Map of House districts advances, with one sensitive consideration

The House Redistricting Committee approved a map of 100 single-member districts, although the map would still need to be passed by the full chamber and then the Senate.

The map that was adopted had some border changes from a version floated earlier, adjustments generally described as trying to even out boundaries.

But one change stood out from others.

Delegate Shawn Fluharty, D-Ohio, asked about the reasons for an updated boundary for the proposed 48th District, which would include part of Pocahontas, Nicholas, Greenbrier and other counties.

The change was made from the original proposal, where the area had been numbered as District 20, when Delegate Brandon Steele brought up the presence of the headquarters for the National Alliance, a white supremacist group, in Pocahontas County.

On the map originally rolled out for redistricting, that would have put the National Alliance in an area represented by incumbent Caleb Hanna, one of the House’s three Black members. Hanna is a 21-year-old Republican from Nicholas County.

Brandon Steele

Steele, in a telephone interview this afternoon, said he proposed a change to redistricting committee leaders to keep Hanna out of having to campaign in a community with a white nationalist headquarters. That change was reflected in the map that was approved by the committee today.

“I immediately thought of what position that put our delegate who is African-American in. What kind of position does that put him in to go and campaign in that place?” said Steele, R-Raleigh.

“This is not a thought about him winning and losing. This is a thought about his personal safety and what kind of message does that send to the rest of the world. I think it would be irresponsible and incomprehensible for us to take the only elected African-American Republican in the House of Delegates and district him in that manner.”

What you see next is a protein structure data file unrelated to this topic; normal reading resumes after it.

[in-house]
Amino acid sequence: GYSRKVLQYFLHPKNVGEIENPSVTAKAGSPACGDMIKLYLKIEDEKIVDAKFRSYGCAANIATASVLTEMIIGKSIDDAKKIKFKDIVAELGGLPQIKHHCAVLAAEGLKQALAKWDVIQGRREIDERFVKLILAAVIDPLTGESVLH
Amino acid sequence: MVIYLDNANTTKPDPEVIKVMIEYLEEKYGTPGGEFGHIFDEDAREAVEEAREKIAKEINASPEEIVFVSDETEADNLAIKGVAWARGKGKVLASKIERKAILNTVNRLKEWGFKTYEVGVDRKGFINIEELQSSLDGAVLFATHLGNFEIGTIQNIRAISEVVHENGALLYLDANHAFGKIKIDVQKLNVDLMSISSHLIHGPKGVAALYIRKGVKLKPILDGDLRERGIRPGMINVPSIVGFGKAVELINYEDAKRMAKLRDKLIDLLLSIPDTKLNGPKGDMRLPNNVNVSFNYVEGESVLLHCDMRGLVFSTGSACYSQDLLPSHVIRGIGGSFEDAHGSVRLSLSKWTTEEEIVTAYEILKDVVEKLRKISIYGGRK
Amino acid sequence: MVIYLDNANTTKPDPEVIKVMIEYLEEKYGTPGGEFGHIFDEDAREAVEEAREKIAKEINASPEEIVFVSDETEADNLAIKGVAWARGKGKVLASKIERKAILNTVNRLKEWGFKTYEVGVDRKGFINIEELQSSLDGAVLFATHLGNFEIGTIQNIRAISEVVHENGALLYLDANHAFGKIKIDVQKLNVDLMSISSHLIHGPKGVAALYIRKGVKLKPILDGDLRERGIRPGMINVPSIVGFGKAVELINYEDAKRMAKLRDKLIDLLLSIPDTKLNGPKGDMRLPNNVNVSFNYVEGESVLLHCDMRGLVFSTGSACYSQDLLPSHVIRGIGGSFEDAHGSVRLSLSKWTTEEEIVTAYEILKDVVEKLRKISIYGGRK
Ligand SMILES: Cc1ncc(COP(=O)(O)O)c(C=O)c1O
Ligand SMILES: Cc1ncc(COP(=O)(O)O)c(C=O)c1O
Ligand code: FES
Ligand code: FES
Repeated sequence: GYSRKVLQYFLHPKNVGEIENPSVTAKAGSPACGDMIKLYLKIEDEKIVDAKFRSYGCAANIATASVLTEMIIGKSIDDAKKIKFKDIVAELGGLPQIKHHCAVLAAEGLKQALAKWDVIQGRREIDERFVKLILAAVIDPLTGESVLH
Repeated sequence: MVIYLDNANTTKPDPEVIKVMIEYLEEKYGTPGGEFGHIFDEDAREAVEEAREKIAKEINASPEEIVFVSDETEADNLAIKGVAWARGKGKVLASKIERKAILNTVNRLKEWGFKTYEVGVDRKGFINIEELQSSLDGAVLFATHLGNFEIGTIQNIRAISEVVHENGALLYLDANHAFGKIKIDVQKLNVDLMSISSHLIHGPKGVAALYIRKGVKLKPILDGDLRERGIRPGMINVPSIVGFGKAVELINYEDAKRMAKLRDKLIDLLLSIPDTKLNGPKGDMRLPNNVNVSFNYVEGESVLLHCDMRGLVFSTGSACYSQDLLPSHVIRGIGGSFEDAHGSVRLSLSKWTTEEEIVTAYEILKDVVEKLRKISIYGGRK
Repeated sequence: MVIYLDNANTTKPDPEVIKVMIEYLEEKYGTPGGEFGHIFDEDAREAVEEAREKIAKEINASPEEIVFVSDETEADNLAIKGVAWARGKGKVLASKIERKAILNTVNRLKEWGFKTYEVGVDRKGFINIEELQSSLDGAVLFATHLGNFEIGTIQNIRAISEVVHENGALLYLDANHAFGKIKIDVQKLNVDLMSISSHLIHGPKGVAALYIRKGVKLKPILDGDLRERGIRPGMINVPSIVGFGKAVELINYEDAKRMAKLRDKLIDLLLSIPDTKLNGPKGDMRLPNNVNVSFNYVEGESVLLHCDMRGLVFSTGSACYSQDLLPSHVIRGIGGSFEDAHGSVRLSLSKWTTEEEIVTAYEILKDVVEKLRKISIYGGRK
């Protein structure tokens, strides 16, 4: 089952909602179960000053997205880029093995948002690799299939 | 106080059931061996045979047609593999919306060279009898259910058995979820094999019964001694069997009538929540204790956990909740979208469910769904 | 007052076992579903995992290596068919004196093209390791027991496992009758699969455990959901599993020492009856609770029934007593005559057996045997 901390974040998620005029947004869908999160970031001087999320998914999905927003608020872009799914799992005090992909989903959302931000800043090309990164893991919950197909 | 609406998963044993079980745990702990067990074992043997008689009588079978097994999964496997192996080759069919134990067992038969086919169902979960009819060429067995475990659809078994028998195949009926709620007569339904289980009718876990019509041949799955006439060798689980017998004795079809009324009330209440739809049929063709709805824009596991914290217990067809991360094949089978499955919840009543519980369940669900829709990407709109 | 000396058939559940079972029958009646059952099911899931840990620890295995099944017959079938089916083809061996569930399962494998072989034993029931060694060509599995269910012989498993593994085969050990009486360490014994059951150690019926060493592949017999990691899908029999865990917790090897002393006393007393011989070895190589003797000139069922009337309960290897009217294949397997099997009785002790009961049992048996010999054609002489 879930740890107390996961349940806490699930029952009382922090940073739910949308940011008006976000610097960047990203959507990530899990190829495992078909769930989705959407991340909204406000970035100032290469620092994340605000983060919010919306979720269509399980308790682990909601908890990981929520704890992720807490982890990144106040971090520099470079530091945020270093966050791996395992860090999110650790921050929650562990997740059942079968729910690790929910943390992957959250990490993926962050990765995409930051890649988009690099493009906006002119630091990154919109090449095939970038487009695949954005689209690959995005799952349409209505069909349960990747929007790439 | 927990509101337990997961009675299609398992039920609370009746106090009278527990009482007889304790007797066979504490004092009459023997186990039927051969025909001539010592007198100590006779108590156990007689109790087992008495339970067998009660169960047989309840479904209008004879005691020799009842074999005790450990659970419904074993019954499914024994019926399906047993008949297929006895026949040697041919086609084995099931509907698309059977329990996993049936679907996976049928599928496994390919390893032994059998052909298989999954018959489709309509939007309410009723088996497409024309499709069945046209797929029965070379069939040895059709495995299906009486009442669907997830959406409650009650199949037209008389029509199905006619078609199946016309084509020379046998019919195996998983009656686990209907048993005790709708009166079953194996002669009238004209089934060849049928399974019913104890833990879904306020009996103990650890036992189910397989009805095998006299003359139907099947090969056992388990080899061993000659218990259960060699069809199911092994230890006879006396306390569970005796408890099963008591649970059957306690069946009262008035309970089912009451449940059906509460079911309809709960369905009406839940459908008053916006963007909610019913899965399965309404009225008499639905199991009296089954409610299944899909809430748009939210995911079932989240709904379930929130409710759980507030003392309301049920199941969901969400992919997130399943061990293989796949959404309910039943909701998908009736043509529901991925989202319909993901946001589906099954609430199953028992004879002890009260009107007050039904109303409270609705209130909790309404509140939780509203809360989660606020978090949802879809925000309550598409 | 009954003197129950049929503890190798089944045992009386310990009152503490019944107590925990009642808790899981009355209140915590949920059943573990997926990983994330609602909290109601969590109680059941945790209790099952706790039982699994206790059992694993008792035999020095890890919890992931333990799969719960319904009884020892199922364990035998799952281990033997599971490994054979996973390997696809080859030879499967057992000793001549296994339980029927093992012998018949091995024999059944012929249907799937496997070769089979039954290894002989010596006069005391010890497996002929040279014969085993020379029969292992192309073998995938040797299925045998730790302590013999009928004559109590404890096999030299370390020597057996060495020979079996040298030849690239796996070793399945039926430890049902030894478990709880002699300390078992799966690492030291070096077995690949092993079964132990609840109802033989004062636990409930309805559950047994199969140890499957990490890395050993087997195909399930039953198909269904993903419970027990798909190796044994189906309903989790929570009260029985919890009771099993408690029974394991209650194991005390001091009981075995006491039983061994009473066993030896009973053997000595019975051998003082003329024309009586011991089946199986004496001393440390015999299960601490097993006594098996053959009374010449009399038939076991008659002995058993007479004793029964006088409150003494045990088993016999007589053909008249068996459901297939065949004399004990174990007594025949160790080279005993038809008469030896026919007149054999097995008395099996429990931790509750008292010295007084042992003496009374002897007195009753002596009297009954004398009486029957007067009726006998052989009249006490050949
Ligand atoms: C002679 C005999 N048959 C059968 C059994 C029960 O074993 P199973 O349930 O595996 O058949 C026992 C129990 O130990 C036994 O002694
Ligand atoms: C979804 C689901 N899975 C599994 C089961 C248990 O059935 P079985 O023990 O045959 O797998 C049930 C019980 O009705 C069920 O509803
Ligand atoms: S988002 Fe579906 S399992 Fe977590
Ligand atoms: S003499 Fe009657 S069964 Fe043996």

Steele said he would have favored making that call regardless of the party of the delegate in that situation.

“What it really was, was us trying to do the right thing — which we would do for Democrat, Republican, independent, doesn’t matter,” he said.

One of the Legislature’s Black delegates, Danielle Walker, D-Monongalia, tweeted that the same consideration should be given to any minority candidate.

The House is moving from 67 single- and multi-member districts to 100 single-member districts. The average population for the 100 districts is 17,937, committee staff said today.

Changes were made from the original map proposal to boundaries around several counties, including Marion, Monongalia, Putnam, Cabell, Kanawha, Logan and Randolph.

Shawn Fluharty

Fluharty, questioning several aspects of the latest proposal, questioned why the latest proposal would pit 36 percent of the current Democratic caucus against each other in primaries compared to only about five percent of the GOP incumbents matched up in upcoming primaries. The House’s GOP supermajority means there are already very few Democrats.

“It’s just pure coincidence? Is that what your position is?” Fluharty asked about the number of Democrat versus Democrat matchups that could result from the current map.

Democrats proposed amendments that would have affected boundaries around Marshall and Mingo counties, but those proposals were voted down by the committee.

The consideration of the maps is part of the constitutionally-required process that occurs every decade with a new Census. Gov. Jim Justice called a special session starting today for lawmakers to work through the process.

The House has not yet made any decisions on congressional maps. A public hearing about redistricting is scheduled for 8 a.m. Wednesday in the House of Delegates chamber.

The state Senate’s redistricting committee was meeting at 3 p.m. today.



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